• Stephen Thomas, Bram Adams, Ahmed E. Hassan and Dorothea Blostein. Modeling the Evolution of Topics in Historical Software Repositories
  • Oscar Callaú, Romain Robbes, Éric Tanter and David Röthlisberger. How Developers Use the Dynamic Features of Programming Languages: the Case of Smalltalk
  • Sandeep Krishnan, Robyn Lutz and Katerina Goseva-Popstojanova. Empirical Evaluation of Reliability Improvement in an Evolving Software Product Line
  • Shahed Zaman, Bram Adams and Ahmed E. Hassan. Security vs Performance bugs: A Case Study on Firefox
  • Alexander W. J. Bradley and Gail C. Murphy. Supporting Software History Exploration
  • Daryl Posnett, Abram Hindle and Prem Devanbu. A Simpler Model of Software Readability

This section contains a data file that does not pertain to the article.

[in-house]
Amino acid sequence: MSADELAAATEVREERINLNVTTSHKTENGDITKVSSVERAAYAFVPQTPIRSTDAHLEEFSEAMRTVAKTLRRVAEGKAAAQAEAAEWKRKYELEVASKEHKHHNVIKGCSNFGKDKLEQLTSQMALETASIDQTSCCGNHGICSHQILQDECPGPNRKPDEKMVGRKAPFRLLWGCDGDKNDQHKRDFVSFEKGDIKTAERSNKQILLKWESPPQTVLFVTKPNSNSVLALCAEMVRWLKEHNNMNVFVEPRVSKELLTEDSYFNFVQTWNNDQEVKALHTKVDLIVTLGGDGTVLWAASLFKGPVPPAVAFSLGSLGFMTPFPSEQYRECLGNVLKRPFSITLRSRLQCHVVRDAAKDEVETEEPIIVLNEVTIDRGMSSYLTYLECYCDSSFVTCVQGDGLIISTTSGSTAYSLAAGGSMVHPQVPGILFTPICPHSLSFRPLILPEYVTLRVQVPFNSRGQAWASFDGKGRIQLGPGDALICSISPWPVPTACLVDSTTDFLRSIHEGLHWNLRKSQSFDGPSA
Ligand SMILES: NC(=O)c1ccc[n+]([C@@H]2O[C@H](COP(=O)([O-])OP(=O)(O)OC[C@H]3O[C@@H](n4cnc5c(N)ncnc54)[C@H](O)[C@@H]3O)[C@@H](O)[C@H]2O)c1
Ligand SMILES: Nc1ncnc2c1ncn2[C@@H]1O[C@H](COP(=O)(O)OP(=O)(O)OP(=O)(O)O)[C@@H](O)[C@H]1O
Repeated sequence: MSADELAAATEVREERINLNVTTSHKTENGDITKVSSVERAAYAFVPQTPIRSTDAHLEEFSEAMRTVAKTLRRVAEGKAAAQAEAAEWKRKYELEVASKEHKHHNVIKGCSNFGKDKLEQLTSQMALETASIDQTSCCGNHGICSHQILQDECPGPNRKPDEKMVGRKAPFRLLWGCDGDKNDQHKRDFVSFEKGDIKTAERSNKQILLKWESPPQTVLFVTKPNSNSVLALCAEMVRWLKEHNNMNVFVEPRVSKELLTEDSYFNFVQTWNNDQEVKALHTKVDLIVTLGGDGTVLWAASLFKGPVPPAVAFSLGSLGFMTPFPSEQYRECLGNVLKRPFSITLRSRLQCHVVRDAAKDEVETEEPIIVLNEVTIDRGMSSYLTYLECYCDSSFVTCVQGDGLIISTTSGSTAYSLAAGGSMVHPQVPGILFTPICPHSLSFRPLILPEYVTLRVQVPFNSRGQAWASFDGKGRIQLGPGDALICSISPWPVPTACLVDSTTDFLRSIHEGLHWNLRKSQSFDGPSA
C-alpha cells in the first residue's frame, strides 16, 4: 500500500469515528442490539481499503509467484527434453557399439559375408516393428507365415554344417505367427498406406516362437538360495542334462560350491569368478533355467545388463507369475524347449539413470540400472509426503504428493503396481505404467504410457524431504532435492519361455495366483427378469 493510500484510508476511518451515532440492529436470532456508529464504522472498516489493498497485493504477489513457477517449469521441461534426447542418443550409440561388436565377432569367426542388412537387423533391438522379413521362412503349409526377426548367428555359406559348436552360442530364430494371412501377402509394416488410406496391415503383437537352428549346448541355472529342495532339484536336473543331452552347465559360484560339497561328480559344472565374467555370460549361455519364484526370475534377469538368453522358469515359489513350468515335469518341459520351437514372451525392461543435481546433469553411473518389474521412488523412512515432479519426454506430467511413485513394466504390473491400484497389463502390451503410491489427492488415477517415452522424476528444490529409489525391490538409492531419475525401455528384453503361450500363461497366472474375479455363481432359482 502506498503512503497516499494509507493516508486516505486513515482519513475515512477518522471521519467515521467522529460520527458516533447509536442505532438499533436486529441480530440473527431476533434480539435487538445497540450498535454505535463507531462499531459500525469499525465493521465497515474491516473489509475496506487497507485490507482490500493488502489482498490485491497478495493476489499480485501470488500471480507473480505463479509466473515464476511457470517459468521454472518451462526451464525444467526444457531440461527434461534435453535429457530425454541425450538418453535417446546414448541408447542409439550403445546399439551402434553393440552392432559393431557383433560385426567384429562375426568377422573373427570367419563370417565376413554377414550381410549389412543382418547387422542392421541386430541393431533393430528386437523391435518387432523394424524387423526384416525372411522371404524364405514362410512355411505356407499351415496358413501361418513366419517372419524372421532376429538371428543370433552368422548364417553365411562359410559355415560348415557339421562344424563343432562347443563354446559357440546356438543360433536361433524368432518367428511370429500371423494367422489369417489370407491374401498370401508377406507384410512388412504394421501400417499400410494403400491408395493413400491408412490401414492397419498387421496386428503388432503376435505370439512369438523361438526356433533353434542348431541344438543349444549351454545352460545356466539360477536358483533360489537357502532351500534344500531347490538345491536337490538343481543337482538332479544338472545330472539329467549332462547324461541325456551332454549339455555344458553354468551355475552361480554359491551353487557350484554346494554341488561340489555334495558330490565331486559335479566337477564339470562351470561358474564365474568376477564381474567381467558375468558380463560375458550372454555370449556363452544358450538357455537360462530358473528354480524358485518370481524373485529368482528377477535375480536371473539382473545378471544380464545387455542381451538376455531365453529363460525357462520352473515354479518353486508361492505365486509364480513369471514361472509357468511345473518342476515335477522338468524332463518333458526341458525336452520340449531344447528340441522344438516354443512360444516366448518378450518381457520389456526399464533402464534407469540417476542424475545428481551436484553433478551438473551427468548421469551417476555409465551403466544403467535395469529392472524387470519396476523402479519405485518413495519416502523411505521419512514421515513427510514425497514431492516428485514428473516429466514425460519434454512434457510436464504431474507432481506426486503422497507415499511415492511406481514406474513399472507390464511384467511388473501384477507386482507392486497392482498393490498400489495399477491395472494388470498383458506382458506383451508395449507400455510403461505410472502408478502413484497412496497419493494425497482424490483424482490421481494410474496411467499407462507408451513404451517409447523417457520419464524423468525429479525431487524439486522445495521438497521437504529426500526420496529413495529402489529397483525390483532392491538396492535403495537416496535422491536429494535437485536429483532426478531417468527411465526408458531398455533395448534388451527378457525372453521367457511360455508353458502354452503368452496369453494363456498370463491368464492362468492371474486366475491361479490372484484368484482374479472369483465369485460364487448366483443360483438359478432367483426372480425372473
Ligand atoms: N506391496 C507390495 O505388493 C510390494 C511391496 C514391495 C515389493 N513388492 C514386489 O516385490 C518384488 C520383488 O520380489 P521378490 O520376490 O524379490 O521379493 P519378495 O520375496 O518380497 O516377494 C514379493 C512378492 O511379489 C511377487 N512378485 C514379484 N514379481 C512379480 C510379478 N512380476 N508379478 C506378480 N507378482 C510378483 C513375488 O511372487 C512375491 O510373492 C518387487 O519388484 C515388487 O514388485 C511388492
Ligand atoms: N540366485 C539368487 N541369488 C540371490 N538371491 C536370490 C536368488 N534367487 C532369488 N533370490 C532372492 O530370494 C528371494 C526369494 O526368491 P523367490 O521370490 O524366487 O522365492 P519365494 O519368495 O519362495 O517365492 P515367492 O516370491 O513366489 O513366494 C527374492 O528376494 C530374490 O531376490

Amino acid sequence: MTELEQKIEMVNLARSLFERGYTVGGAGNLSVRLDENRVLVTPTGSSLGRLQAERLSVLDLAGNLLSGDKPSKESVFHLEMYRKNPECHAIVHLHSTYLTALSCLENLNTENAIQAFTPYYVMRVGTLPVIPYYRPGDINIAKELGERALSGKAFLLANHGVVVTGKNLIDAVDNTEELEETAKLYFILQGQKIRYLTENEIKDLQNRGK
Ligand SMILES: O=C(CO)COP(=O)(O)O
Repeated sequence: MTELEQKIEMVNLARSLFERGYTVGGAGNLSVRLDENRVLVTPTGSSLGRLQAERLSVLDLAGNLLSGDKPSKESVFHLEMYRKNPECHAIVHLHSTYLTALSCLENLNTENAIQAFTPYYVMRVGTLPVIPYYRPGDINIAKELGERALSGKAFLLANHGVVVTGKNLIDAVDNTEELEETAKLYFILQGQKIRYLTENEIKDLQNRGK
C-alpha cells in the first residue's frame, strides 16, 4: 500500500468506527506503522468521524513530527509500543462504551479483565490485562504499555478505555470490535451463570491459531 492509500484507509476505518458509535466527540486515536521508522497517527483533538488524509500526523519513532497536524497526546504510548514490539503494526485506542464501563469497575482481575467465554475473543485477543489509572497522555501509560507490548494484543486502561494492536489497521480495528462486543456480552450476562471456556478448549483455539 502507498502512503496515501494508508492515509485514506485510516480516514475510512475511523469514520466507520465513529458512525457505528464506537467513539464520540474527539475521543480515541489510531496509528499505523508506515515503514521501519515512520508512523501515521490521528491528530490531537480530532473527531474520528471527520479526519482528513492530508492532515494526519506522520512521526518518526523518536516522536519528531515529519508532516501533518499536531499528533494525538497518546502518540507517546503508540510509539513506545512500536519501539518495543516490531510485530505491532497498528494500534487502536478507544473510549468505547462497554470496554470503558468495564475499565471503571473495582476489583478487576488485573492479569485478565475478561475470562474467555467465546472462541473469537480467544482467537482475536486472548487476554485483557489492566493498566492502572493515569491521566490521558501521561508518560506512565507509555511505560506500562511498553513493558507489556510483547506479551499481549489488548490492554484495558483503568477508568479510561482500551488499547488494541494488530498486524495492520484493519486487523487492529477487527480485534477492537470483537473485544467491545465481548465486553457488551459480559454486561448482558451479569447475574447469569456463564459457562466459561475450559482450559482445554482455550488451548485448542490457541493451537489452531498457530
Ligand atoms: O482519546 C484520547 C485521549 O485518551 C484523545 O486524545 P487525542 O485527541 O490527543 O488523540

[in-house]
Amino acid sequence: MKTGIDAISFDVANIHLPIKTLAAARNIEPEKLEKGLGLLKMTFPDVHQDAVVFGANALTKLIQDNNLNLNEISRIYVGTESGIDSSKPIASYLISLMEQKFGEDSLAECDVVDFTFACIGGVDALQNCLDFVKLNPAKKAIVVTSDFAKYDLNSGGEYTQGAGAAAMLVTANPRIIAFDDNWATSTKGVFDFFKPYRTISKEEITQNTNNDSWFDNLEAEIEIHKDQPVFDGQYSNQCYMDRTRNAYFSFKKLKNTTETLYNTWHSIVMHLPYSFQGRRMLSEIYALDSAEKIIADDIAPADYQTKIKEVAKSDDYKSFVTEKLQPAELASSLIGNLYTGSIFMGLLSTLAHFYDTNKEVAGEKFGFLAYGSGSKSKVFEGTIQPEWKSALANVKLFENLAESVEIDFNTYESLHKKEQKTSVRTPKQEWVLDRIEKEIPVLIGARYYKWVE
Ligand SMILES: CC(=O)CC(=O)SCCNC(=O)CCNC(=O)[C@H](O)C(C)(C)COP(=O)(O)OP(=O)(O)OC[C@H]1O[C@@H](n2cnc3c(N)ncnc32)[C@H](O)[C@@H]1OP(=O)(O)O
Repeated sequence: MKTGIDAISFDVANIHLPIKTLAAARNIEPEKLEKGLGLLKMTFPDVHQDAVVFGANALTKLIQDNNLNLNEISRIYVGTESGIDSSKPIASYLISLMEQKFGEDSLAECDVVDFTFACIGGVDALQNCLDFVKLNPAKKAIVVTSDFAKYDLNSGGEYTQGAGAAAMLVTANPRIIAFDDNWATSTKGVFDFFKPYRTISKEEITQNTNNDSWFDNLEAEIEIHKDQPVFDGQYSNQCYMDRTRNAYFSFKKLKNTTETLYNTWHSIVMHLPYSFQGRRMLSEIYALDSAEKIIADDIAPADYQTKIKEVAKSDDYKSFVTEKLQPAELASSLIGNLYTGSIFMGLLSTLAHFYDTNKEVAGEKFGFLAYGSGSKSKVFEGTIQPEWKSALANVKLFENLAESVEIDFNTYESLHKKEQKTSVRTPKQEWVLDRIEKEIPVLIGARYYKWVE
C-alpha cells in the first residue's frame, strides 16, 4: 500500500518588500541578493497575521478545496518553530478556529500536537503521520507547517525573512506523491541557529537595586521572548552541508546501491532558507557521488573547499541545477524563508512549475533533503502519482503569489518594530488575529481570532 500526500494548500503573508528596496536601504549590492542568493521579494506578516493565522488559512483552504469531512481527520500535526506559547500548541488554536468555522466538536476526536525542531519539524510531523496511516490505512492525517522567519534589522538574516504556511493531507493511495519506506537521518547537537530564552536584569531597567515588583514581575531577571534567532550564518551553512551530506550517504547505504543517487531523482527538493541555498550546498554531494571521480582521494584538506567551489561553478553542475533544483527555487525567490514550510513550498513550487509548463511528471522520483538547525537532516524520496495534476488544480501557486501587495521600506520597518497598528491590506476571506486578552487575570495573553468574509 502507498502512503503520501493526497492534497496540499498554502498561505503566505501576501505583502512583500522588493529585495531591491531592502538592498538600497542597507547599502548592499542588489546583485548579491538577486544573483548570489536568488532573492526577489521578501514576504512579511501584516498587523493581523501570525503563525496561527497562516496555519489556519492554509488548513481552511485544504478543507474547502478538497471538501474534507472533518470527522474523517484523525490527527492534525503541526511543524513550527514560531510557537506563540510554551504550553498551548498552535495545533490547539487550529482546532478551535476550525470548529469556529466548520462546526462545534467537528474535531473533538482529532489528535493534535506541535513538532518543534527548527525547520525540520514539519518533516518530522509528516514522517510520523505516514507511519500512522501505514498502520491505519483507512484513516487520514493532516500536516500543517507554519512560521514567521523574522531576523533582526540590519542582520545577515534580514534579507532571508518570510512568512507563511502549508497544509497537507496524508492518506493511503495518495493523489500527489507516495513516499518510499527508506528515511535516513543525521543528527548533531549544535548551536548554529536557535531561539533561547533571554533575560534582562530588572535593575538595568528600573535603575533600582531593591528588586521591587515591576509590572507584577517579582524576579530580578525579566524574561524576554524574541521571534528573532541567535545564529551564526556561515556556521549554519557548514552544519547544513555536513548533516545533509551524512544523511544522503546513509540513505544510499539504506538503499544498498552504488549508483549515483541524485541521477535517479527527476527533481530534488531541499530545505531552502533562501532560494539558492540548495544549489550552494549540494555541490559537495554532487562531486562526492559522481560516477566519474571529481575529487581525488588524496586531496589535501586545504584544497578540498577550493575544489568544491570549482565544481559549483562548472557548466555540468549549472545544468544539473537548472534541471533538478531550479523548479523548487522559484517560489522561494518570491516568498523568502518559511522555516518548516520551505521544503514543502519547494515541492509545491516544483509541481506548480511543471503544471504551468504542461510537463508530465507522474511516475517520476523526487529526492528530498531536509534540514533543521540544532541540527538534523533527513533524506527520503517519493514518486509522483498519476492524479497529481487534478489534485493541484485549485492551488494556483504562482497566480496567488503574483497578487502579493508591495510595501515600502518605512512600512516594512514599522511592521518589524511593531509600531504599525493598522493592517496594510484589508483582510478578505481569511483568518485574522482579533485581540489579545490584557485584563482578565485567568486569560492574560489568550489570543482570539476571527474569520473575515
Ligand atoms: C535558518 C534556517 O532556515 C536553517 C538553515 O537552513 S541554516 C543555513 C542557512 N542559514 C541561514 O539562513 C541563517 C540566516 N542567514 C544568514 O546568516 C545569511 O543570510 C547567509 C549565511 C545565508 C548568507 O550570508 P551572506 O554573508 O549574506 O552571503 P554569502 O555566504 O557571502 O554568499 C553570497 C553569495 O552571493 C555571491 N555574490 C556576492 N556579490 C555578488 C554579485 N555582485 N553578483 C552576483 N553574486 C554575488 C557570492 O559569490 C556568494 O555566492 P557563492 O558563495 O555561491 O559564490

• Jon Eyolfson, Lin Tan and Patrick Lam. Do time of day and developer experience affect commit bugginess?

Short Papers

  • Yuan-Fang Li and Hongyu Zhang. Integrating Software Engineering Data Using Semantic Web Technologies
  • Dave Binkley, Matthew Hearn and Dawn Lawrie. Improving identifier informativeness using Part of Speech Information
  • Pamela Bhattacharya and Iulian Neamtiu. Bug-fix Time Prediction Models: Can we do better?
  • Brandon Heller, Eli Marschner and Jeffrey Heer. Visualizing Collaboration and Influence in the Open-Source Software Community
  • Sergey Zeltyn, Peri Tarr, Murray Cantor, Robert Delmonico, Sateesh Kannegala, Mila Keren, Ashok Pon Kumar and Segev Wasserkrug. Improving Efficiency in Software Maintenance
  • Caitlin Sadowski, Chris Lewis, Zhongpeng Lin, Xiaoyan Zhu and E. James Whitehead. An Empirical Analysis of the FixCache Algorithm

Mining Challenge

  • Xinlei Wang, Eilwoo Baik and Premkumar Devanbu. Operating System Compatibility Analysis of Eclipse and Netbeans Based on Bug Data